SAN FRANCISCO (AP) _ A new city law aimed at protecting workers who use video display terminals faces a string of amendments that would give businesses more time to comply.

The law, which affects city workers and private businesses with 15 or more employees, requires adjustable workstations, regular breaks and training on safe use of VDTs. It also recommends transfer to non-VDT work for pregnant women who ask to be moved.

''This legislation ... will ensure San Francisco workers are protected from dangerous injury, without driving away businesses,'' said Mayor Art Agnos, who signed the bill Thursday. ''It's legislation on the cutting edge of social change.''

The ordinance requires compliance within two years for most businesses. But after Mayor Art Agnos met last weekend with business and labor leaders, amendments were proposed for a compromise plan that will be voted on next month by the Board of Supervisors.

The proposed changes are a three-step program for compliance:

-After one year, new equipment would have to meet standards in the ordinance.

-For existing workstations, retrofitting that costs less than $250 would have to be completed within 30 months.

-Retrofitting that costs more than $250 would have to be completed within four years.

The compromise was reached after business and labor officials said they found the time constraints of the ordinance unacceptable.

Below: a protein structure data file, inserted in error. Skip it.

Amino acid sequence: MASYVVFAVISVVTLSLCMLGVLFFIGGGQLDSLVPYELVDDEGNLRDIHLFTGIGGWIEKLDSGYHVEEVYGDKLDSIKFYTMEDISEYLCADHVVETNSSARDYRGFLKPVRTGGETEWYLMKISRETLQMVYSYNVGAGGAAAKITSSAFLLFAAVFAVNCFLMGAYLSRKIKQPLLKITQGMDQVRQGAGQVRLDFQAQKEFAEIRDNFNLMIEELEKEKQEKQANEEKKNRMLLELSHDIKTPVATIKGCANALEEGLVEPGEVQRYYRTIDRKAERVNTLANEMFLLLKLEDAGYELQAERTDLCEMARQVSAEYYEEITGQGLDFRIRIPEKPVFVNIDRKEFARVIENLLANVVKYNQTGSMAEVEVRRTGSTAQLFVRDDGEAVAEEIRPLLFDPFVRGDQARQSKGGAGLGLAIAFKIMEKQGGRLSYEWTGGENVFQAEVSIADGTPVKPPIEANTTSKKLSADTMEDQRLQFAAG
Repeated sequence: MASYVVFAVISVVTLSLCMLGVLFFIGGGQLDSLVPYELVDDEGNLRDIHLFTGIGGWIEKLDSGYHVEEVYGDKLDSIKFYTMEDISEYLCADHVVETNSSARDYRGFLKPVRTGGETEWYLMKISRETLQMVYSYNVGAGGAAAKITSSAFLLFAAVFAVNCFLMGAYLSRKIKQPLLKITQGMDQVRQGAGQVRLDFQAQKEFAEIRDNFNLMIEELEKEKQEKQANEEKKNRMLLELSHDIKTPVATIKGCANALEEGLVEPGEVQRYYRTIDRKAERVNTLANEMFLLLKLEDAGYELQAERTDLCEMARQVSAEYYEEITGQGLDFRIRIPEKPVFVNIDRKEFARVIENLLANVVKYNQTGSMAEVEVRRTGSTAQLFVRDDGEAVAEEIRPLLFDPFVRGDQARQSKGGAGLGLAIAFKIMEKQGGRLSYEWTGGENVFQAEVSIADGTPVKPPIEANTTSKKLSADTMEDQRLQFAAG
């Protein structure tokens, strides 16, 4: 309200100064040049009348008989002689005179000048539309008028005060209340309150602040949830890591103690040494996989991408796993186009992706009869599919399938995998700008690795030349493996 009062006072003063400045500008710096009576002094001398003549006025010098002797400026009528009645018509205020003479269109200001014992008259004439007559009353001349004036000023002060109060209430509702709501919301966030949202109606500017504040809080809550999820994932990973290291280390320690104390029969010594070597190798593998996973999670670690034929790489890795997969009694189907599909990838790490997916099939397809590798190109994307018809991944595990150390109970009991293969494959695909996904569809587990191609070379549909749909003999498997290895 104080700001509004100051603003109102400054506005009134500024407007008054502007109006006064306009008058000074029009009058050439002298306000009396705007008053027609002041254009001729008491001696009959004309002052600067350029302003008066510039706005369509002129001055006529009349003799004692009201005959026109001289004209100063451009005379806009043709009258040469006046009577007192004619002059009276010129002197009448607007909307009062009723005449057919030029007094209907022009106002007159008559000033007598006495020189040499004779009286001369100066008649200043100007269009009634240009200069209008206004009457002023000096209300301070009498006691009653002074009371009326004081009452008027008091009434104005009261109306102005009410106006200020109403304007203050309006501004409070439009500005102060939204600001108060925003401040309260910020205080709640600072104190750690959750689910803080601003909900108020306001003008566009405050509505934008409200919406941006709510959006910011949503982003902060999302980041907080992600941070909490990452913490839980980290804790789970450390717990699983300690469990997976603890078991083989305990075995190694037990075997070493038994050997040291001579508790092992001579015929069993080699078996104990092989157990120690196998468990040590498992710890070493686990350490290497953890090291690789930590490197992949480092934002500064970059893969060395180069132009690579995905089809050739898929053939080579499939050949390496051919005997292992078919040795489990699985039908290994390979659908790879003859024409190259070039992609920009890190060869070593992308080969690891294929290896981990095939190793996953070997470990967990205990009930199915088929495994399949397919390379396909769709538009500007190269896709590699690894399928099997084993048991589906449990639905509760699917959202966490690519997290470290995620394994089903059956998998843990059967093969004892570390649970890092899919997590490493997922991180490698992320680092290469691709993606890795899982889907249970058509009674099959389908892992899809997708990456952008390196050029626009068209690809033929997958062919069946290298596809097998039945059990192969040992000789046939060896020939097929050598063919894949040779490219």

''We hope that careful administration of this ordinance provides something we all can live with,'' said Gwen Kaplan, president of the San Francisco Small Business Association. ''At best, it's a first step toward long-range solutions.''

The legislation was pushed by a coalition of activists who cited dangers to VDT operators, including repetitive strain injury, back and neck pain, deteriorating vision and possible miscarriages.

''This is the beginning. We had to have a beginning,'' Paul Varacalli, executive director of Service Employees International Union Local 590, which backed the bill, said after the signing.

The ordinance will be enforced by the city's health department, which will hold public hearings on compliance, said Agnos spokesman Art Silverman.

On Wednesday, Supervisor Tom Hsieh, who opposed the measure, said it violated city charter. He said a section of the charter states supervisors can't change working conditions for city employees without studies by the Civil Service Commission.

But Jonathan Holtzman, special assistant in the city attorney's office, said the section cited applies only to changes in compensation, not safety measures, and that the ordinance is legal.

Supervisor Angela Alioto, a co-author of the ordinance, said it was drafted ''to make it challenge-proof in court.''

''I don't think there's any possible challenge that could knock this down,'' she said. ''We attempted to make this one constitutional, and I believe it holds up.''

The law will affect an estimated 56,000 workers and will cost about $14 million in the private sector within the first 30 months, Varacalli said.

It will cost an estimated $231,552 to bring the city into compliance, he said. Agnos said he'd like to upgrade city equipment as soon as possible and that the cost is built into the city's budget.